The famous Silicon Valley mantra of “Fail fast, fail often”, has permeated the culture, making the formerly shameful practice of falling on one’s face feel almost like an exalted practice. Yet, there is an expectation that by “failing often” one is creating the conditions in which to succeed eventually. But what if you never succeed? What if failure is never-ending? In The Shining Star of Losers Everywhere, filmmaker Mickey Duzyj tells the story of Japan’s most famous loser, a horse who could never win a race, and suggests that, through her popularity, maybe “failing always” can be ok too.
The film is a great success (winner of Best Short at HotDocs) due to an effective blend of timeless themes and contemporary visual and storytelling presentation. Made in conjunction with Espn’s 30 for 30 documentary series, the film adopts the slick, fast-paced, interview-centric format of those films, to tell an upbeat underdog story that proves that a certain narrative will never die: it doesn’t matter if you fail, as long as try your best to succeed.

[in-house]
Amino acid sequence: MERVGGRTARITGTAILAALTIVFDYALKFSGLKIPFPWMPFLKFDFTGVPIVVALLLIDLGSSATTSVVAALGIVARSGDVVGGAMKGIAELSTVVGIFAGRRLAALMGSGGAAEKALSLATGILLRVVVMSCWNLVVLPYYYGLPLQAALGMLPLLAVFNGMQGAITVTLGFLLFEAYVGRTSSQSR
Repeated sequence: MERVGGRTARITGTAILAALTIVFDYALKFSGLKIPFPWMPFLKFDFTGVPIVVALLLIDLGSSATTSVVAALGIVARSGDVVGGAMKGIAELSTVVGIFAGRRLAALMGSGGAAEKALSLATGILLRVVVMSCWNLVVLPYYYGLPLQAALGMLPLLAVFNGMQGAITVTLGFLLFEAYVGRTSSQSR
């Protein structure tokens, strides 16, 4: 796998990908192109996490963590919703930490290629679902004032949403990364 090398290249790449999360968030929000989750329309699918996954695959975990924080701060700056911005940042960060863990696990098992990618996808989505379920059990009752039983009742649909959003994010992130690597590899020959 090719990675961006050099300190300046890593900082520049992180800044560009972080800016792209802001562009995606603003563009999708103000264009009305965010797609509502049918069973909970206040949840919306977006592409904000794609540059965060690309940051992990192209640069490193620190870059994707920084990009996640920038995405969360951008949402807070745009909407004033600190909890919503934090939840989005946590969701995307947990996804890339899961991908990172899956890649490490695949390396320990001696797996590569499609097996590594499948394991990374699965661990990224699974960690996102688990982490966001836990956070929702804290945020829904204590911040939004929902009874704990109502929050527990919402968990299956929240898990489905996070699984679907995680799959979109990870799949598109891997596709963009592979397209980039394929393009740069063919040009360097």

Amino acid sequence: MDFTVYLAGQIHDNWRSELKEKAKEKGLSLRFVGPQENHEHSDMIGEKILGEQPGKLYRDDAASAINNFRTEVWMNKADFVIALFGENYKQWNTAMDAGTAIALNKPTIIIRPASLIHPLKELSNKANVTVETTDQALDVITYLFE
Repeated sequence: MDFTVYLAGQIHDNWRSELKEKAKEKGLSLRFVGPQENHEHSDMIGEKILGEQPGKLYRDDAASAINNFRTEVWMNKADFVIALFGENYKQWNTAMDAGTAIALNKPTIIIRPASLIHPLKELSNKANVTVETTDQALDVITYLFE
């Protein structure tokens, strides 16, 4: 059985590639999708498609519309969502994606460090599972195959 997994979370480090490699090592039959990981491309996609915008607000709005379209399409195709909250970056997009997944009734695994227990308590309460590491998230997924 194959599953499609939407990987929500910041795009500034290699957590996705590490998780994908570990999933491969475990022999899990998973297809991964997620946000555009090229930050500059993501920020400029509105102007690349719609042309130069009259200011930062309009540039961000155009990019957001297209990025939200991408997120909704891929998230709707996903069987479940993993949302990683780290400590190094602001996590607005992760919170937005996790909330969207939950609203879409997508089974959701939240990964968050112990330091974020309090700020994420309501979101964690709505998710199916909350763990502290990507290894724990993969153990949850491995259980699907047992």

Duzyj though, a gifted illustrator who has become much in demand over the last 3 years due to his collaborations with Victory Journal, No Mas, Grantland and The Ringer, provides the secret sauce that makes Shining Star notable, which is pairing this classic theme with his gorgeous, idiosyncratic animations, crafting the kind of hybrid doc that will put a smile on the face of even the most ardent horse racing atheist.
Animated sequences are experiencing a real moment right now in the feature doc world, with notable recent films Montage of Heck, I am Malala, and Particle Fever sporting animation sequences created by SotW Alumni. Animated sequences spice up the visuals of a film, breaking up the monotony of interview heavy documentaries, and filmmakers like Mickey are at the forefront of this trend. This innovative, animated blend has given us a new way to see the past, and I look forward to seeing what Mickey—and other filmmakers like him—will do in the future.
At the end of the day, this is the kind of short we need to see more often—one that spends eighteen minutes building up the world instead of breaking it down. From the very start, it is clear that Haru Urara is the only horse in this story worth paying attention to. She is a brilliant pink beacon of hope in the middle of a monochromatic, melancholic pit, and we should remind ourselves of this story whenever we feel bad about our failures. Even though slow and steady didn’t win the race (ever), it did win the hearts of a nation that was in dire need of hope. I can’t think of any better way to start off your Saturday than by watching a film about the powers of relentless positivity in the face of defeat.